Making A Haunted House: Using Sound Effectively

This article covers the basic principles behind using sound to make a haunted house as realistic and frightening as possible.

The object of a good haunted house is to make people believe that what they are experiencing is real. To do this you must create a very particular environment: an environment that will seem very real, yet trigger feelings of fear at the same time. This article will focus on using sound in a haunted house to achieve this environment.

The most important thing you can remember is that everything people will hear in your haunted house needs to sound believable. For this reason, using any kind of traditional music is a no-no. Instead, try to create a symphony of natural sound. Try using a fan in a room full of leaves to make the leaves rustle; the air from the fan will also simulate movement if you dangle some crepe paper around. If the house has multiple floors, try dragging something around on the upper floor, or even just stomping at random intervals. The sound of chains dragging in the next room is always frightening. The idea here is to make as much believable noise as possible. This will give the visitors the sense that there is always someone or something moving around them, even in places where the action might be slow.

While it is usually good to have constant background noise, it can be a good effect to vary the noise from room to room. For example, try having a room where everything is silent. Perhaps the door swings shut behind them, but nothing else can be heard around them. When they open the next door, you should have a loud surprise waiting for them. The juxtaposition of quiet and loud sounds will cause disorientation, making your visitors easier to scare.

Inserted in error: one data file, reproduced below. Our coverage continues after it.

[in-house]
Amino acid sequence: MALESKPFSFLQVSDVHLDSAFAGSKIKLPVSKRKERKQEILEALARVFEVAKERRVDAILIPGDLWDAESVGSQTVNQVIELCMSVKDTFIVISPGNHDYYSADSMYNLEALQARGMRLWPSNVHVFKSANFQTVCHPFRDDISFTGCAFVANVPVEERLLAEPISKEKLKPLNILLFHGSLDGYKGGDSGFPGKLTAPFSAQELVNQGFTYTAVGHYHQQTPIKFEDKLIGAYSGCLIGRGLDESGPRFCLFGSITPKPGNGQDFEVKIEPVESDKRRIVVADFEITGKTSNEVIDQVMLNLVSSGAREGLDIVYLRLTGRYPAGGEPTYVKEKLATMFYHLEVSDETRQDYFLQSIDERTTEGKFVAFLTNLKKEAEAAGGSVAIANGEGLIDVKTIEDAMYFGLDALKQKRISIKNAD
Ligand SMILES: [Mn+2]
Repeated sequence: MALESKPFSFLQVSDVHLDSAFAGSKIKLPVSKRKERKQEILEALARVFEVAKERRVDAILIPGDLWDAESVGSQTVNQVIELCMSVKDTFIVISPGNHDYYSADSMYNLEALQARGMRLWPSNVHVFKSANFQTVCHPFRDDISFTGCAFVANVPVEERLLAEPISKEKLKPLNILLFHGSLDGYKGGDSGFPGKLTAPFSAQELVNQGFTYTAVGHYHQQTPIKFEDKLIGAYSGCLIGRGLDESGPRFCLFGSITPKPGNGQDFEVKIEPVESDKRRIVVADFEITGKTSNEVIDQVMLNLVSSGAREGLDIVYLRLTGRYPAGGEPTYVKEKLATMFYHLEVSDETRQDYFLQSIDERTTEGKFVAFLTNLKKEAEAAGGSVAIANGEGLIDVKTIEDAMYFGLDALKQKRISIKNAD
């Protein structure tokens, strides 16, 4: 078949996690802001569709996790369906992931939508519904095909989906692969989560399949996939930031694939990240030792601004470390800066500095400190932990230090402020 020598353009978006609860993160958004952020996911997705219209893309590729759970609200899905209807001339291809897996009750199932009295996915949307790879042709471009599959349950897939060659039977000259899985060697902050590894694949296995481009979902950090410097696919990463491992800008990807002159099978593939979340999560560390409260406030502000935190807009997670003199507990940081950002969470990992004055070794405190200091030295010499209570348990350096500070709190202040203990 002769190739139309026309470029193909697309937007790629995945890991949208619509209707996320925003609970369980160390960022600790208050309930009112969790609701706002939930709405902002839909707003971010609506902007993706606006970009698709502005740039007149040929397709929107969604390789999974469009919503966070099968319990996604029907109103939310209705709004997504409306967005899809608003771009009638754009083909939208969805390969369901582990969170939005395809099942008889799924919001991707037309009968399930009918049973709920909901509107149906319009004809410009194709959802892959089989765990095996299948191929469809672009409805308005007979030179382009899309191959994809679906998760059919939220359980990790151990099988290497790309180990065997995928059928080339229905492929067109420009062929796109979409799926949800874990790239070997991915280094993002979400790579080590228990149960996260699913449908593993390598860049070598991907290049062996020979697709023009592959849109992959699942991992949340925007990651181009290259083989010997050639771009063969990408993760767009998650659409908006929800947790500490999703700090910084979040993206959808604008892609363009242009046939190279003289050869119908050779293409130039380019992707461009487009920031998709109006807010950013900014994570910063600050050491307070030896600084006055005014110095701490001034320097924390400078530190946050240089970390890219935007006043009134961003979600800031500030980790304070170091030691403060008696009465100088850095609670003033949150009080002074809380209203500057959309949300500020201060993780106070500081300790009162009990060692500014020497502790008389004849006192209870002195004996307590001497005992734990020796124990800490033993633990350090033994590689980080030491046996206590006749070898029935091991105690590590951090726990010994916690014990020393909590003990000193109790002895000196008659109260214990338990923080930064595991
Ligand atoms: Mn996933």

When the visitors exit the haunted house, take care to keep them away from the people still waiting in line. If the people headed in hear things like "that didn't scare me," they are more likely to come into the house with a skeptical attitude. In addition, it adds a creepiness factor if people in line see ten people go in and nobody coming out. On the other hand, while people are waiting to get in, it won't hurt them to hear a bit of what is going on inside. In fact, it will probably make them apprehensive and easier to scare.

Finally, it is possible to use a stereo to play pre-recorded scary sounds. You can buy these commercially or make your own, using screams, thumps, and dragging sounds. This can add to your house if you do not already have the background of noise discussed earlier. However, make sure you know what is on these recordings, because some may sound cheesy, out-of place, or simply unrealistic in the environment you create.

Using sound in your haunted house is fairly simple once you understand the basics. There are three things to remember; create a believable background, change the sounds from room to room, and finally, plan the whole thing to make your visitors apprehensive of what is to come.

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